5. Autoplay Videos & Audio
If you use Netflix, you know this well. When users hover their mouse over something for a few seconds, a trailer of that movie/TV series will start to play.
This would be helpful if the action is intentional, however so much of Netflix’s page is taken up by videos, that a casual flick of the mouse will likely land you on a video and suddenly a trailer starts to blare out over the screen by accident.
Furthermore, users may just want to hover over to read the details but instead are met by an unexpected loud montage of the trailer.
We see this happen in so many websites to this day where users choose to browse through a website, and suddenly, there’s audio playing or a video that has chosen to autoplay without the user’s consent.
By forcing audio or videos to autoplay, it not only eats up the users’ bandwidth and slows down the loading speed. It also causes an annoyance to users because they have not chosen to click play on a video or to click on an audio track to listen.
6. Notifications and Deleted Messages
WhatsApp has enjoyed much success internationally, especially in Southeast Asia where almost everyone chooses to communicate using WhatsApp. However, even in an application as popular as this, there are still problems.
We as humans make mistakes from time to time, we may have a typo in the message or have sent a message to the wrong person. WhatsApp allows users to delete the message, but it leaves a very noticeable notification that a message has been deleted.
It causes a bad impression to the person who sees this, possibly even arousing suspicion to the ‘guilty’ party. The choice to display this is quite an inconsiderate design decision.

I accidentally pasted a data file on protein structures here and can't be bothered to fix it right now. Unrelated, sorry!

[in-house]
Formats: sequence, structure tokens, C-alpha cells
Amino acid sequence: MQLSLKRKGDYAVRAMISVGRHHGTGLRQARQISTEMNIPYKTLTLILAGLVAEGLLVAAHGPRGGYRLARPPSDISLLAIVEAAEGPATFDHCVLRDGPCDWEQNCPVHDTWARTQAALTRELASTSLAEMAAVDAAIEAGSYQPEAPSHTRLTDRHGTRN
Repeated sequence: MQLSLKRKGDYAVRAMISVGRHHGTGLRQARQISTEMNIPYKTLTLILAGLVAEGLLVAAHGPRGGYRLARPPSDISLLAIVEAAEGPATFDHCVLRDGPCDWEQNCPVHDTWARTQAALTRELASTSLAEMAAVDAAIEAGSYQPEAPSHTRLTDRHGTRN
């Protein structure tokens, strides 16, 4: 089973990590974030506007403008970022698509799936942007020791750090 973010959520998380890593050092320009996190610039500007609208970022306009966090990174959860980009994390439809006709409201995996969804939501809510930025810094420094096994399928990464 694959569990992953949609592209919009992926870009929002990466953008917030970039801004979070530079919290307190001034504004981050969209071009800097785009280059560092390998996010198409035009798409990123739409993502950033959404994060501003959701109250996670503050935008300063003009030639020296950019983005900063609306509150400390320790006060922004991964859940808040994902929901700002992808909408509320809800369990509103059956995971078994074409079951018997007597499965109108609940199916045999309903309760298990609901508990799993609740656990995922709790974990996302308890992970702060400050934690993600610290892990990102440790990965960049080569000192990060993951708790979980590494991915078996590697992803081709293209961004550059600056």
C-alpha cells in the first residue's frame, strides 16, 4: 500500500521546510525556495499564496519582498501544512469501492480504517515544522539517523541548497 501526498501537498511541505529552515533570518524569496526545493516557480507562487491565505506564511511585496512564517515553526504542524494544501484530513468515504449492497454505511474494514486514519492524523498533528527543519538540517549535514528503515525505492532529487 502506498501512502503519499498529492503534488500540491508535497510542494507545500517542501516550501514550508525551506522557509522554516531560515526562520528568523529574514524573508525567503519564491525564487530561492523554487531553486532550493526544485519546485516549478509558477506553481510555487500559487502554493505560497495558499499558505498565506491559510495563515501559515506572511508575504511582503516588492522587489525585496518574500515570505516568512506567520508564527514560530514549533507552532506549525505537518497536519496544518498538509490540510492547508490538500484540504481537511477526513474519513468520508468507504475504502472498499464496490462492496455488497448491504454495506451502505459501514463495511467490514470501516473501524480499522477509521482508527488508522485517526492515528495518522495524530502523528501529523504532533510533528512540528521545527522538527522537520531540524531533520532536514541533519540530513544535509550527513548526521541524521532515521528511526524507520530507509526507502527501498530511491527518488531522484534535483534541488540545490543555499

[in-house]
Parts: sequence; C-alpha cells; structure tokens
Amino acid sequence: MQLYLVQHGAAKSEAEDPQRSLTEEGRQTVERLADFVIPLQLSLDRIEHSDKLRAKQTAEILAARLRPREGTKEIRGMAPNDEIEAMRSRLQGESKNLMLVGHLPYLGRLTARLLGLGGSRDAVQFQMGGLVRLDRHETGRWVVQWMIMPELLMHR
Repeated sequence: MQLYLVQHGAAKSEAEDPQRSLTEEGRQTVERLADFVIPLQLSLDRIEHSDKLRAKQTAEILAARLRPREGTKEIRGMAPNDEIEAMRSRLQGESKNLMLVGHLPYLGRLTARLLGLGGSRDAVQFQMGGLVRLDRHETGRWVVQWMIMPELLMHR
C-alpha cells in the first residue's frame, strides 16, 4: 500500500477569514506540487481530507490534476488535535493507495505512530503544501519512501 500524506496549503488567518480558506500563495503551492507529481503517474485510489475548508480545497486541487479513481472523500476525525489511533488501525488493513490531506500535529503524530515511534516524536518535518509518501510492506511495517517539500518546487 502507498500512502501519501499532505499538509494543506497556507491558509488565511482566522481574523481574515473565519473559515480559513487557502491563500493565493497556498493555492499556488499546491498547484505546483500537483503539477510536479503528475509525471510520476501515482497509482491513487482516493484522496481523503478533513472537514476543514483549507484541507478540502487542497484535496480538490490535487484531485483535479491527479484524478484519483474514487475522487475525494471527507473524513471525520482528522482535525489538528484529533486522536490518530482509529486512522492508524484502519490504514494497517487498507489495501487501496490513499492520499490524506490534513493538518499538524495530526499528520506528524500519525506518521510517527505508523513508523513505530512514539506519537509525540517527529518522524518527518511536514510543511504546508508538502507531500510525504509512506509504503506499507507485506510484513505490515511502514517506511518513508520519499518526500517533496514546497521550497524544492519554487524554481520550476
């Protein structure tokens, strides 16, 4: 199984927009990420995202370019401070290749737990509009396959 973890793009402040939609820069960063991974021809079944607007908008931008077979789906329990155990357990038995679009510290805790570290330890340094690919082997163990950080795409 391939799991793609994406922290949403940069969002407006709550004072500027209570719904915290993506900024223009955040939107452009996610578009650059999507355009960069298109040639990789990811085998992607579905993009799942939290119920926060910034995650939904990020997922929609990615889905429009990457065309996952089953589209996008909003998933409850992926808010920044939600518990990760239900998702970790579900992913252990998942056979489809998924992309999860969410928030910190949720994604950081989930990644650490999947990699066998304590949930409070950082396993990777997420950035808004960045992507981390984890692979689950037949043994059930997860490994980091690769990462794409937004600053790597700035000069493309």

Failures are lessons we can learn from, and these UX design failures don’t just happen in South East Asia. We see how international companies such as Ikea, Netflix and WhatsApp may experience some UX design gaps.
Each country may have cultural preferences, but one thing that we can definitely agree on is the importance of user research. The best way to understand your users and to design effectively for them is to conduct user research. If you are targeting different markets in South East Asia or Asia Pacific (such as Malaysia, Singapore, Thailand, Vietnam, Hong Kong, Philippines, Indonesia, Taiwan, China, Australia and New Zealand), it will be prudent to conduct cross-market research to understand the local insights.
In order to validate your design with real users, we recommend doing usability testing to work out which part of the design works well, which parts don’t and needs improvement in order to design an effective user experience. To understand more about usability testing, take a look at this article: Usability Testing 101: What, Why, How?